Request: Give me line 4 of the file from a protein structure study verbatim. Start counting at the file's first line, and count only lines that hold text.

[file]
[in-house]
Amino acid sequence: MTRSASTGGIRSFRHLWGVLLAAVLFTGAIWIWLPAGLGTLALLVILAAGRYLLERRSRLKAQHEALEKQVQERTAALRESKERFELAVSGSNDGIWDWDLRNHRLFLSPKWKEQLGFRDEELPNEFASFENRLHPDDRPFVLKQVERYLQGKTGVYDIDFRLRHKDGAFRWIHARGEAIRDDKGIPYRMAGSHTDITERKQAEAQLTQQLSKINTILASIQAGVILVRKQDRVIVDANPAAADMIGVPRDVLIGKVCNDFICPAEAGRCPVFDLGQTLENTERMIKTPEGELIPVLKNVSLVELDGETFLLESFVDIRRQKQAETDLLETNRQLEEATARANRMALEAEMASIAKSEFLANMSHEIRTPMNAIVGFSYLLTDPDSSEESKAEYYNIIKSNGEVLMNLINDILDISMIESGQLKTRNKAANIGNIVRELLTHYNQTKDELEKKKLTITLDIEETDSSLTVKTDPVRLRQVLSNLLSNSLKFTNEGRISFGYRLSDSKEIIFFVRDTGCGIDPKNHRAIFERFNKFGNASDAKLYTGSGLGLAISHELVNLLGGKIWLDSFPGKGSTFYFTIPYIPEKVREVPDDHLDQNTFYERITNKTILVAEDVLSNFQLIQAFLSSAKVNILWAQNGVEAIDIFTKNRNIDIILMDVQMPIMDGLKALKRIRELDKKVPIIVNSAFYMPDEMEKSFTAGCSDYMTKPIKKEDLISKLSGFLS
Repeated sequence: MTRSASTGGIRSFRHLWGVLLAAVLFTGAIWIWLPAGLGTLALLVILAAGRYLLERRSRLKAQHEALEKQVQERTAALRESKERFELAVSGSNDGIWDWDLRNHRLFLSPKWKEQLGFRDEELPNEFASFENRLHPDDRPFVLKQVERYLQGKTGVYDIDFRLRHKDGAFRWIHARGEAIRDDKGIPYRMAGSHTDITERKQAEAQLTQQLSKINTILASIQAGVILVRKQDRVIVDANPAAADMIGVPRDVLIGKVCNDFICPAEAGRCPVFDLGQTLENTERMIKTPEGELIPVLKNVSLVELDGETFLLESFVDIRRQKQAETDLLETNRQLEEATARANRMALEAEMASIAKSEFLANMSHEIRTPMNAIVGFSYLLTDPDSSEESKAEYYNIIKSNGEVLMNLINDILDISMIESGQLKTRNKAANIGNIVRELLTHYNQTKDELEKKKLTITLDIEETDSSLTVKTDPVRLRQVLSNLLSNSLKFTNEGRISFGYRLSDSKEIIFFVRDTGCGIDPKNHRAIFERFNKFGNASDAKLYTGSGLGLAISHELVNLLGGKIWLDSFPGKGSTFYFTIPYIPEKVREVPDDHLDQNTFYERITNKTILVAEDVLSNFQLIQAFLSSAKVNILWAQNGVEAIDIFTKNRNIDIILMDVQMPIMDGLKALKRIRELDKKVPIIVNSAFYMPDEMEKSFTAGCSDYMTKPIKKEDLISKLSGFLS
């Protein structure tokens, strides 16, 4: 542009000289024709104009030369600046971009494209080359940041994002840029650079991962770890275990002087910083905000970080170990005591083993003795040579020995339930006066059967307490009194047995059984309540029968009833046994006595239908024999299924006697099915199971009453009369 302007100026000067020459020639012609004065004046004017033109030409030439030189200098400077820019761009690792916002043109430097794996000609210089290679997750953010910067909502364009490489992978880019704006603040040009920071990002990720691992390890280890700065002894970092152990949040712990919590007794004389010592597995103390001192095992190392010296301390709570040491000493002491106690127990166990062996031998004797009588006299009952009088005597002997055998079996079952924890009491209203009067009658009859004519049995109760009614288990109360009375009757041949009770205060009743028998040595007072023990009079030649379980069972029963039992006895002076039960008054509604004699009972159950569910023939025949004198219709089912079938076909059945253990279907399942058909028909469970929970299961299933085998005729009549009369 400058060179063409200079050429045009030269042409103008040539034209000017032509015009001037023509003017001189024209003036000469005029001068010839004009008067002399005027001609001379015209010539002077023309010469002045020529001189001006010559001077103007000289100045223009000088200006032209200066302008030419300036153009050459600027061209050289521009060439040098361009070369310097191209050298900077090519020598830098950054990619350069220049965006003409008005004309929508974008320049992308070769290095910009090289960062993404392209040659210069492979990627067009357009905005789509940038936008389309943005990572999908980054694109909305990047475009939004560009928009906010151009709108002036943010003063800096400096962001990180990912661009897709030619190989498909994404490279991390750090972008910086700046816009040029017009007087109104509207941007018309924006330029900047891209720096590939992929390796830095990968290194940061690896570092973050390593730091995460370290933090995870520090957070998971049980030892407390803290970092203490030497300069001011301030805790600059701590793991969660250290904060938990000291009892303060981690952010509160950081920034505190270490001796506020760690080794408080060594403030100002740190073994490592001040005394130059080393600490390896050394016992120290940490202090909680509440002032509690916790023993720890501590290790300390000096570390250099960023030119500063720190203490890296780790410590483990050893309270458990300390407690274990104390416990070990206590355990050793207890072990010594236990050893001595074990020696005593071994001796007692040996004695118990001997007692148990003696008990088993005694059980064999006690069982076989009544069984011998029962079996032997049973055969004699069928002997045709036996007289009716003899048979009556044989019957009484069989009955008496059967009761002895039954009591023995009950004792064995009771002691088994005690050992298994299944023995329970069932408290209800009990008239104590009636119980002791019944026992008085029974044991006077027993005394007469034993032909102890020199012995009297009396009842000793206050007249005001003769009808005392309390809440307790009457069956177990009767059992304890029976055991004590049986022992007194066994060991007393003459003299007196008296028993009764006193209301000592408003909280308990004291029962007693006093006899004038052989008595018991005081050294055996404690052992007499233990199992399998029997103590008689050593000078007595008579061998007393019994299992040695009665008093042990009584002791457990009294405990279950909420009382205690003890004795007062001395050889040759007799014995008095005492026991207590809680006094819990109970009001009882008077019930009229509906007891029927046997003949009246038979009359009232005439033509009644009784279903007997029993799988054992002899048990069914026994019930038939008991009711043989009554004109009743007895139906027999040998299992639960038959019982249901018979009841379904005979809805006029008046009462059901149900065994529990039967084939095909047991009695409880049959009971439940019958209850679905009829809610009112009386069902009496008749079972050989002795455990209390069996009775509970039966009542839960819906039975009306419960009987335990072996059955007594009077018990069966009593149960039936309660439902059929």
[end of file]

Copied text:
């Protein structure tokens, strides 16, 4: 542009000289024709104009030369600046971009494209080359940041994002840029650079991962770890275990002087910083905000970080170990005591083993003795040579020995339930006066059967307490009194047995059984309540029968009833046994006595239908024999299924006697099915199971009453009369 302007100026000067020459020639012609004065004046004017033109030409030439030189200098400077820019761009690792916002043109430097794996000609210089290679997750953010910067909502364009490489992978880019704006603040040009920071990002990720691992390890280890700065002894970092152990949040712990919590007794004389010592597995103390001192095992190392010296301390709570040491000493002491106690127990166990062996031998004797009588006299009952009088005597002997055998079996079952924890009491209203009067009658009859004519049995109760009614288990109360009375009757041949009770205060009743028998040595007072023990009079030649379980069972029963039992006895002076039960008054509604004699009972159950569910023939025949004198219709089912079938076909059945253990279907399942058909028909469970929970299961299933085998005729009549009369 400058060179063409200079050429045009030269042409103008040539034209000017032509015009001037023509003017001189024209003036000469005029001068010839004009008067002399005027001609001379015209010539002077023309010469002045020529001189001006010559001077103007000289100045223009000088200006032209200066302008030419300036153009050459600027061209050289521009060439040098361009070369310097191209050298900077090519020598830098950054990619350069220049965006003409008005004309929508974008320049992308070769290095910009090289960062993404392209040659210069492979990627067009357009905005789509940038936008389309943005990572999908980054694109909305990047475009939004560009928009906010151009709108002036943010003063800096400096962001990180990912661009897709030619190989498909994404490279991390750090972008910086700046816009040029017009007087109104509207941007018309924006330029900047891209720096590939992929390796830095990968290194940061690896570092973050390593730091995460370290933090995870520090957070998971049980030892407390803290970092203490030497300069001011301030805790600059701590793991969660250290904060938990000291009892303060981690952010509160950081920034505190270490001796506020760690080794408080060594403030100002740190073994490592001040005394130059080393600490390896050394016992120290940490202090909680509440002032509690916790023993720890501590290790300390000096570390250099960023030119500063720190203490890296780790410590483990050893309270458990300390407690274990104390416990070990206590355990050793207890072990010594236990050893001595074990020696005593071994001796007692040996004695118990001997007692148990003696008990088993005694059980064999006690069982076989009544069984011998029962079996032997049973055969004699069928002997045709036996007289009716003899048979009556044989019957009484069989009955008496059967009761002895039954009591023995009950004792064995009771002691088994005690050992298994299944023995329970069932408290209800009990008239104590009636119980002791019944026992008085029974044991006077027993005394007469034993032909102890020199012995009297009396009842000793206050007249005001003769009808005392309390809440307790009457069956177990009767059992304890029976055991004590049986022992007194066994060991007393003459003299007196008296028993009764006193209301000592408003909280308990004291029962007693006093006899004038052989008595018991005081050294055996404690052992007499233990199992399998029997103590008689050593000078007595008579061998007393019994299992040695009665008093042990009584002791457990009294405990279950909420009382205690003890004795007062001395050889040759007799014995008095005492026991207590809680006094819990109970009001009882008077019930009229509906007891029927046997003949009246038979009359009232005439033509009644009784279903007997029993799988054992002899048990069914026994019930038939008991009711043989009554004109009743007895139906027999040998299992639960038959019982249901018979009841379904005979809805006029008046009462059901149900065994529990039967084939095909047991009695409880049959009971439940019958209850679905009829809610009112009386069902009496008749079972050989002795455990209390069996009775509970039966009542839960819906039975009306419960009987335990072996059955007594009077018990069966009593149960039936309660439902059929």